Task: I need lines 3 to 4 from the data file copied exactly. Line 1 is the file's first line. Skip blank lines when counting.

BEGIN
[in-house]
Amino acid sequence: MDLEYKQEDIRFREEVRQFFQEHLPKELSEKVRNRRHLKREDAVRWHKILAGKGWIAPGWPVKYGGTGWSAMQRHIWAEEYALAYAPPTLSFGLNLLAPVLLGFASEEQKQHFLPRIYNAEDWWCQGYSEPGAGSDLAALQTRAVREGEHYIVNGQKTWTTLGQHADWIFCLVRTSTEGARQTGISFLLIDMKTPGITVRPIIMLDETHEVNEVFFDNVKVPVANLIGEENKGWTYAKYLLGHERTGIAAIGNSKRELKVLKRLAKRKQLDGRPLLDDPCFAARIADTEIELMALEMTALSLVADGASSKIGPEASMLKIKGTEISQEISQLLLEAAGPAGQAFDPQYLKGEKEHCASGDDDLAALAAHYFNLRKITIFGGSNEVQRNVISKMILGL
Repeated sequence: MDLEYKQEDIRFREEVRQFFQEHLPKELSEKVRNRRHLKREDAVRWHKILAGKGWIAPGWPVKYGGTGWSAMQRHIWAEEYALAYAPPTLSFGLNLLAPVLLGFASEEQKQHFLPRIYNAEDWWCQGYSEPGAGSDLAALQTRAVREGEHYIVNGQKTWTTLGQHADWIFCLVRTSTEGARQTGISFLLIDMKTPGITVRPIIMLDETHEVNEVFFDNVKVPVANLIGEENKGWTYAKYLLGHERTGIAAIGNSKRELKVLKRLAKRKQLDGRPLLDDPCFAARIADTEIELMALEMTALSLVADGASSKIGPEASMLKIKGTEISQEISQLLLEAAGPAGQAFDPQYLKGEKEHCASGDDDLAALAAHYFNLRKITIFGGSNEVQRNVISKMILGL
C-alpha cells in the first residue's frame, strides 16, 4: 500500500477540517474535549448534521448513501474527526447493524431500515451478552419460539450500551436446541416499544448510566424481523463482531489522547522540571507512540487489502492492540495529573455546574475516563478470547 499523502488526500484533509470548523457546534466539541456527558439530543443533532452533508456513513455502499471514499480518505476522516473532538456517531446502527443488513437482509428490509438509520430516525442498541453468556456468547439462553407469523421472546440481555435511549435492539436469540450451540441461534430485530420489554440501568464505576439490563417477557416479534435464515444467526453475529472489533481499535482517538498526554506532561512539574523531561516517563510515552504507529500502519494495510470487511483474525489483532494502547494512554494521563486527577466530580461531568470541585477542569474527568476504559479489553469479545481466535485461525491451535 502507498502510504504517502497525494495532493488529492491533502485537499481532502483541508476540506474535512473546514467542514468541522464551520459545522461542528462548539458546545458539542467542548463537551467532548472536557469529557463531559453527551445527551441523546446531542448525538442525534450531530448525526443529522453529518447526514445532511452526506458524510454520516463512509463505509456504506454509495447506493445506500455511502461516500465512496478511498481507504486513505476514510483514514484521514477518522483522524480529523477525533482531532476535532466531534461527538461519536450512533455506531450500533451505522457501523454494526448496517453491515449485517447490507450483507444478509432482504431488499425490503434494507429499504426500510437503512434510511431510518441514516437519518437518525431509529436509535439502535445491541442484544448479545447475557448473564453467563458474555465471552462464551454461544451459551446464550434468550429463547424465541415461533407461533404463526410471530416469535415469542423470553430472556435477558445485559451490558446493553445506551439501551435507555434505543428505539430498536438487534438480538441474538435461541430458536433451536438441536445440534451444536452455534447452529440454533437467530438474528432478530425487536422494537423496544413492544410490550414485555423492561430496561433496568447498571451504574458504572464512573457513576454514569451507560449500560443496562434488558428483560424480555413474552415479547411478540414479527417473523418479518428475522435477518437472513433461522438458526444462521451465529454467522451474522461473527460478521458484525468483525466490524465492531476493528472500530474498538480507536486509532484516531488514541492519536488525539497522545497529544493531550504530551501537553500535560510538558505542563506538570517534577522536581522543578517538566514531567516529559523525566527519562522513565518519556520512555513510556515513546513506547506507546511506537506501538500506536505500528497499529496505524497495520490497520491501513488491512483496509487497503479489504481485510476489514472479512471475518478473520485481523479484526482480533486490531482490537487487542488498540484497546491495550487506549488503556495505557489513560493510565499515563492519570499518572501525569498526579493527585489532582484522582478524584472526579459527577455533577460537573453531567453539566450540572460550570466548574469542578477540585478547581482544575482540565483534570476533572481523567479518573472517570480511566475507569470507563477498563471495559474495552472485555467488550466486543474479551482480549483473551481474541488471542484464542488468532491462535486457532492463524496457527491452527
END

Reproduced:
Repeated sequence: MDLEYKQEDIRFREEVRQFFQEHLPKELSEKVRNRRHLKREDAVRWHKILAGKGWIAPGWPVKYGGTGWSAMQRHIWAEEYALAYAPPTLSFGLNLLAPVLLGFASEEQKQHFLPRIYNAEDWWCQGYSEPGAGSDLAALQTRAVREGEHYIVNGQKTWTTLGQHADWIFCLVRTSTEGARQTGISFLLIDMKTPGITVRPIIMLDETHEVNEVFFDNVKVPVANLIGEENKGWTYAKYLLGHERTGIAAIGNSKRELKVLKRLAKRKQLDGRPLLDDPCFAARIADTEIELMALEMTALSLVADGASSKIGPEASMLKIKGTEISQEISQLLLEAAGPAGQAFDPQYLKGEKEHCASGDDDLAALAAHYFNLRKITIFGGSNEVQRNVISKMILGL
C-alpha cells in the first residue's frame, strides 16, 4: 500500500477540517474535549448534521448513501474527526447493524431500515451478552419460539450500551436446541416499544448510566424481523463482531489522547522540571507512540487489502492492540495529573455546574475516563478470547 499523502488526500484533509470548523457546534466539541456527558439530543443533532452533508456513513455502499471514499480518505476522516473532538456517531446502527443488513437482509428490509438509520430516525442498541453468556456468547439462553407469523421472546440481555435511549435492539436469540450451540441461534430485530420489554440501568464505576439490563417477557416479534435464515444467526453475529472489533481499535482517538498526554506532561512539574523531561516517563510515552504507529500502519494495510470487511483474525489483532494502547494512554494521563486527577466530580461531568470541585477542569474527568476504559479489553469479545481466535485461525491451535 502507498502510504504517502497525494495532493488529492491533502485537499481532502483541508476540506474535512473546514467542514468541522464551520459545522461542528462548539458546545458539542467542548463537551467532548472536557469529557463531559453527551445527551441523546446531542448525538442525534450531530448525526443529522453529518447526514445532511452526506458524510454520516463512509463505509456504506454509495447506493445506500455511502461516500465512496478511498481507504486513505476514510483514514484521514477518522483522524480529523477525533482531532476535532466531534461527538461519536450512533455506531450500533451505522457501523454494526448496517453491515449485517447490507450483507444478509432482504431488499425490503434494507429499504426500510437503512434510511431510518441514516437519518437518525431509529436509535439502535445491541442484544448479545447475557448473564453467563458474555465471552462464551454461544451459551446464550434468550429463547424465541415461533407461533404463526410471530416469535415469542423470553430472556435477558445485559451490558446493553445506551439501551435507555434505543428505539430498536438487534438480538441474538435461541430458536433451536438441536445440534451444536452455534447452529440454533437467530438474528432478530425487536422494537423496544413492544410490550414485555423492561430496561433496568447498571451504574458504572464512573457513576454514569451507560449500560443496562434488558428483560424480555413474552415479547411478540414479527417473523418479518428475522435477518437472513433461522438458526444462521451465529454467522451474522461473527460478521458484525468483525466490524465492531476493528472500530474498538480507536486509532484516531488514541492519536488525539497522545497529544493531550504530551501537553500535560510538558505542563506538570517534577522536581522543578517538566514531567516529559523525566527519562522513565518519556520512555513510556515513546513506547506507546511506537506501538500506536505500528497499529496505524497495520490497520491501513488491512483496509487497503479489504481485510476489514472479512471475518478473520485481523479484526482480533486490531482490537487487542488498540484497546491495550487506549488503556495505557489513560493510565499515563492519570499518572501525569498526579493527585489532582484522582478524584472526579459527577455533577460537573453531567453539566450540572460550570466548574469542578477540585478547581482544575482540565483534570476533572481523567479518573472517570480511566475507569470507563477498563471495559474495552472485555467488550466486543474479551482480549483473551481474541488471542484464542488468532491462535486457532492463524496457527491452527